The growing Occupy Wall Street movement heartens me. I’m not quite as optimistic as some about its likely impact, and am thus probably aligned with Zizek’s pessimism: “The only thing I’m afraid of is that we will someday just go home and then we will meet once a year drinking beer and nostalgically remembering what a nice time we had here.” Nonetheless, I’m heartened to see people taking to the streets in large numbers, finally, over the obvious injustices endemic to our plutocracy.
Ideally, the Occupy Wall Street movement would simultaneously expand into an Occupy Academia movement. This makes sense on a number of levels. Rule by Wall Street has ravaged the public sector, including higher education. Universities operate more like corporations, as made crystal clear by Marc Bousquet in his must-read, How the University Works: Higher Education and the Low-Wage Nation. And, finally, a good chunk of the OWS protestors are graduate students and tenuously employed academics whose very existence is evidence of the tight causal connections between Wall Street misrule and an insecure academic labor market.
Thinking in bold political fashion about how to transform academia is much more interesting to me than discussing the depressing details of the so-called academic labor market and other mundane professional concerns. I hope I am not alone in thinking that this blog, our conference, and S-USIH did not come into being in order to make U.S. intellectual history more professional. I despise the hyper-professional turn academia seems to have taken as a symptom of a larger crisis. Rather, we sought to create space for discussion of U.S. intellectual history, from an academic perspective, to be sure, but not solely on the hyper-professional terms of academia.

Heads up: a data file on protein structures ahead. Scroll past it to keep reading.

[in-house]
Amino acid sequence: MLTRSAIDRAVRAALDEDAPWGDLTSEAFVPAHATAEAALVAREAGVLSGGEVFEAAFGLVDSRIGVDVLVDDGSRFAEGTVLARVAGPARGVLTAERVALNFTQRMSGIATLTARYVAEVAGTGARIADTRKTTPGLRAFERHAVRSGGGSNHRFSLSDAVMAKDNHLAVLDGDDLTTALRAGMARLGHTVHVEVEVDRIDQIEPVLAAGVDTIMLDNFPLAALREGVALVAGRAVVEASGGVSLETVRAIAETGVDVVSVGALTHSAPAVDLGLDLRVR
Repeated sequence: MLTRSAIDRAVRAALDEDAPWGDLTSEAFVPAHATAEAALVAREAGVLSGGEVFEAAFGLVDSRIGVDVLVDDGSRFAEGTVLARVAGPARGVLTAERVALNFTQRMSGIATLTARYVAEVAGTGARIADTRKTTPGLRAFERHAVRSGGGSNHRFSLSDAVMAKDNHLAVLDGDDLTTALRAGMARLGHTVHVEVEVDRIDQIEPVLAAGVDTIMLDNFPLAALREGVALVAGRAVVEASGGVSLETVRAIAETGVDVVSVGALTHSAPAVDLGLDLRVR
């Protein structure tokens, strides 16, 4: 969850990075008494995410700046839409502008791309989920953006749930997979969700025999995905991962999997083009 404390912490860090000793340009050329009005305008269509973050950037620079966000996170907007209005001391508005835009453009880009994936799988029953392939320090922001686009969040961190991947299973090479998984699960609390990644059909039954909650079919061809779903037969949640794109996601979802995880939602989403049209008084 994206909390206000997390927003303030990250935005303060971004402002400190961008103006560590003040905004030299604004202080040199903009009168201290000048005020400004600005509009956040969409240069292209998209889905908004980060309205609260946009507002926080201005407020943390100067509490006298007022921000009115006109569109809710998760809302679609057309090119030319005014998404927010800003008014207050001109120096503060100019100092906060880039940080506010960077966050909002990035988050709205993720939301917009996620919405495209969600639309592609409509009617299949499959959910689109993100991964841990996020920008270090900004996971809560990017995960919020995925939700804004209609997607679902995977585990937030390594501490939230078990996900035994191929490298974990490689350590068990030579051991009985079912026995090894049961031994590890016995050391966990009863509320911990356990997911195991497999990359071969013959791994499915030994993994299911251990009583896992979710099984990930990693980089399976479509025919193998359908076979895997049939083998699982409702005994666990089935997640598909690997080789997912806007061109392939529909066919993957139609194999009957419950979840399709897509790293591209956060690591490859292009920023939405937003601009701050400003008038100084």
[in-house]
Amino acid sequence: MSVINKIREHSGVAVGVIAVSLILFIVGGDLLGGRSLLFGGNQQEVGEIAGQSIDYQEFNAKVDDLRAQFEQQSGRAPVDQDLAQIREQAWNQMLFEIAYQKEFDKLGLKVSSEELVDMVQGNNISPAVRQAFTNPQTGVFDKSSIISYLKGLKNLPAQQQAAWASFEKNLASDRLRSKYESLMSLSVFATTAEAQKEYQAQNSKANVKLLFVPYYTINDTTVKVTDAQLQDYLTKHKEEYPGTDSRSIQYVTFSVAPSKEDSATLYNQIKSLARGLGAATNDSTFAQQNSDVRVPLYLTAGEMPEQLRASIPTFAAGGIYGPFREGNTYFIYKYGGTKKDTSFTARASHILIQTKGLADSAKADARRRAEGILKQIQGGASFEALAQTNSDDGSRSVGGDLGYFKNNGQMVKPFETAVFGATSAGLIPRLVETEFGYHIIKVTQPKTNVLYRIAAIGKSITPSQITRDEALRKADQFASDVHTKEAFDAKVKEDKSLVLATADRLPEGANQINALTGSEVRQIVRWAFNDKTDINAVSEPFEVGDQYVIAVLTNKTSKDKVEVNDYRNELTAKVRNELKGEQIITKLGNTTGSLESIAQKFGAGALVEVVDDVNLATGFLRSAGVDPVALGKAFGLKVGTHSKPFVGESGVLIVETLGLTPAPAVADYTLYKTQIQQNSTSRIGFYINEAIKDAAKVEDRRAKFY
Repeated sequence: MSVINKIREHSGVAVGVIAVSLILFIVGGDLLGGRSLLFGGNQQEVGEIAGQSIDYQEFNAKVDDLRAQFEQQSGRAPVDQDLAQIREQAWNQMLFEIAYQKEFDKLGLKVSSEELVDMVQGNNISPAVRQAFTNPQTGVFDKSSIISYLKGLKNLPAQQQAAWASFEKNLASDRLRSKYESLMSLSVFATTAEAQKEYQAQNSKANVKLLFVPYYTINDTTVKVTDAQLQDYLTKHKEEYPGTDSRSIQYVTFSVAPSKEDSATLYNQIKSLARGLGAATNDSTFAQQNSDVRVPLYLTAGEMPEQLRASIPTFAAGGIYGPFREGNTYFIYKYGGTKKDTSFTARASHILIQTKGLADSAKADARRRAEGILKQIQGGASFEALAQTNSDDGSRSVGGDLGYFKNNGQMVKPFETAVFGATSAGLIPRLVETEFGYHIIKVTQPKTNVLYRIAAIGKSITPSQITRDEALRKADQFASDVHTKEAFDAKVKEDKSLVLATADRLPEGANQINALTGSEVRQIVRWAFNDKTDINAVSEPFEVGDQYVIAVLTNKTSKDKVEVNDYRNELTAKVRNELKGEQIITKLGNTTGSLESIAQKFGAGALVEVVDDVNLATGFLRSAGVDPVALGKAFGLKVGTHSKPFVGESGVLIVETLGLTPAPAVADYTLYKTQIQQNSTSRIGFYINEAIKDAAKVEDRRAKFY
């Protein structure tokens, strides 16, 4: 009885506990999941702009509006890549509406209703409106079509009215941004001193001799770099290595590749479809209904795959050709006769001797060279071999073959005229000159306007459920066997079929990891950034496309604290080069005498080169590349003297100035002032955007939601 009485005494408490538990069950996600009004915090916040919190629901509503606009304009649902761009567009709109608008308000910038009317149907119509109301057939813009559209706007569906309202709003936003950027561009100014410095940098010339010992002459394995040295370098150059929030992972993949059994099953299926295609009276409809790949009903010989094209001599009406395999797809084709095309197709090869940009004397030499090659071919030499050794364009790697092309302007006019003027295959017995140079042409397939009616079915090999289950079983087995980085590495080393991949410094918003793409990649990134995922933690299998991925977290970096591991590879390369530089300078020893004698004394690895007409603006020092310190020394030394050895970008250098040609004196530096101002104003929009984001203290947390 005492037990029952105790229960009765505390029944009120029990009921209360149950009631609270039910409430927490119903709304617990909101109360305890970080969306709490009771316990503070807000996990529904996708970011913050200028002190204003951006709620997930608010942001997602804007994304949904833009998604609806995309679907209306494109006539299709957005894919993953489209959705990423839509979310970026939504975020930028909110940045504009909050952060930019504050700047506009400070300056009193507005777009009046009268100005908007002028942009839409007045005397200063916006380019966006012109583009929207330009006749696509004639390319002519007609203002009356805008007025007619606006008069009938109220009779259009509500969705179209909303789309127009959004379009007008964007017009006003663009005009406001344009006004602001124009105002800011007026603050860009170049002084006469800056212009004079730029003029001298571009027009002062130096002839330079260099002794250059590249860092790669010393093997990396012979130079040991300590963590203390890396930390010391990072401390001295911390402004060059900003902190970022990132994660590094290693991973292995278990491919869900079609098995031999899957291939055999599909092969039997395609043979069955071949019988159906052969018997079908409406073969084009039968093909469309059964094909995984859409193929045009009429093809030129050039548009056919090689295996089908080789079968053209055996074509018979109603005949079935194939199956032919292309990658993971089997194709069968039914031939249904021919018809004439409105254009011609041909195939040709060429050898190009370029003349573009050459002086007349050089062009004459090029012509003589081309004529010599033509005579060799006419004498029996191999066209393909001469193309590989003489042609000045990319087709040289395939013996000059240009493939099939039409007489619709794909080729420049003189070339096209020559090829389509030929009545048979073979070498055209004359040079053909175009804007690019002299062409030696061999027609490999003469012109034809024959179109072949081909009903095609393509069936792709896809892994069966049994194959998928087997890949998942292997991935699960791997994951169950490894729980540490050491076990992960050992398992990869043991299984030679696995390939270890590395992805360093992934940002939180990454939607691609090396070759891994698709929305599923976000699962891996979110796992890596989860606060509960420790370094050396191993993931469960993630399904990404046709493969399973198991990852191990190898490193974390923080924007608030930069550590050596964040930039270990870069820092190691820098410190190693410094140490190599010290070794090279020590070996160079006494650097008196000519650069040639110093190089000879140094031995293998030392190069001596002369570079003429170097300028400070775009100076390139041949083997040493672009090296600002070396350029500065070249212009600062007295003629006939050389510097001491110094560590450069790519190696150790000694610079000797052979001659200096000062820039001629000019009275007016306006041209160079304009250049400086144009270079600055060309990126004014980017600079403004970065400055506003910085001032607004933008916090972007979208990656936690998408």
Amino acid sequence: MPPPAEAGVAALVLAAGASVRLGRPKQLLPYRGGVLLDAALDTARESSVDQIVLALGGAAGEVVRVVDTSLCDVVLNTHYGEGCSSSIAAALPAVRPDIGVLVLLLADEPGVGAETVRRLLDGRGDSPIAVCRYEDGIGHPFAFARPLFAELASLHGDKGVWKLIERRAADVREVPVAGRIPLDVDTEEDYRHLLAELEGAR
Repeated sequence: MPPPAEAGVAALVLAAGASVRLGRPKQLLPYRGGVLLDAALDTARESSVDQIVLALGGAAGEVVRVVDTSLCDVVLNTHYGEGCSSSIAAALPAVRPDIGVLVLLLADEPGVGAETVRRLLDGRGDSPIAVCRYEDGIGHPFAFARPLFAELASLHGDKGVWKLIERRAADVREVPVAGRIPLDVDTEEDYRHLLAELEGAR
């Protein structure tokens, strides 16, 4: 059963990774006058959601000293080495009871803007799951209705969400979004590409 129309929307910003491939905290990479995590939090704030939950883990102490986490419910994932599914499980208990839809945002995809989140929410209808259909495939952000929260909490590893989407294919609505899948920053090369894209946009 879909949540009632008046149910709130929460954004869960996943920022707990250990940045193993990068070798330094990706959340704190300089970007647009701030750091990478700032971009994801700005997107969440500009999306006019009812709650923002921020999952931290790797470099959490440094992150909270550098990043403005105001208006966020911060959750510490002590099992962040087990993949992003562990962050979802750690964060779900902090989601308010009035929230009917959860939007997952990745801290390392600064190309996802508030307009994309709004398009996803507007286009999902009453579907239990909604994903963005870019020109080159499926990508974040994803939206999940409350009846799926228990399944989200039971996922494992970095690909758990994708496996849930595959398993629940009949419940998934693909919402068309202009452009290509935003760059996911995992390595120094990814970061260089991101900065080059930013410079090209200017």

And yet, the sad state of the job market is something that smart and well-meaning people seeking gainful academic employment must pay attention to, on its own awful terms no less. Thus, it is also something that an academic society like ours must turn its attention to. In short, my ideas on how we need to “occupy academia” is my roundabout way of qualifying, rationalizing, and apologizing for the need to discuss what might seem like more mundane concerns, although they are anything but mundane to those seeking jobs.
In this light, I pose this question to those of you on the market: How is it this year? Any better or worse than the past few, which have been described as the worst since the early 1970s, if not worse than that? My cursory examination of the listings at H-Net and AHA lead me to think it’s fairly sparse in most areas. I only count two jobs specifically directed at U.S. intellectual historians, one for an intellectual/cultural historian, and one for an intellectual/religious historian. So how else do you all sell yourselves? For now, cultural and social history, focused on gender, race, and ethnicity, and sometimes religion, seem paramount in the discipline, as they have for decades. I assume those of you who consider yourselves intellectual historians also, then, consider yourselves cultural historians of a sort, for reasons necessarily professional? (Not to discount good epistemological reasons!)
How do we create what Pierre Bourdieu called “cultural capital” for our sub-discipline of U.S. intellectual history? Perhaps S-USIH might act as a beachhead in this endeavor. At our second conference, Thomas Bender speculated that intellectual history might be the wave of the future, based on the enthusiasm for it shown by an increasing number of grad students and junior scholars, on display at our conference, among other places. If so, we might expect intellectual history positions to be explicitly listed with more frequency at some point in the not-too-distant future. If so, how much lag time should we expect? I offer up this post as a discussion board for these issues.
Now, back to fighting the plutocracy!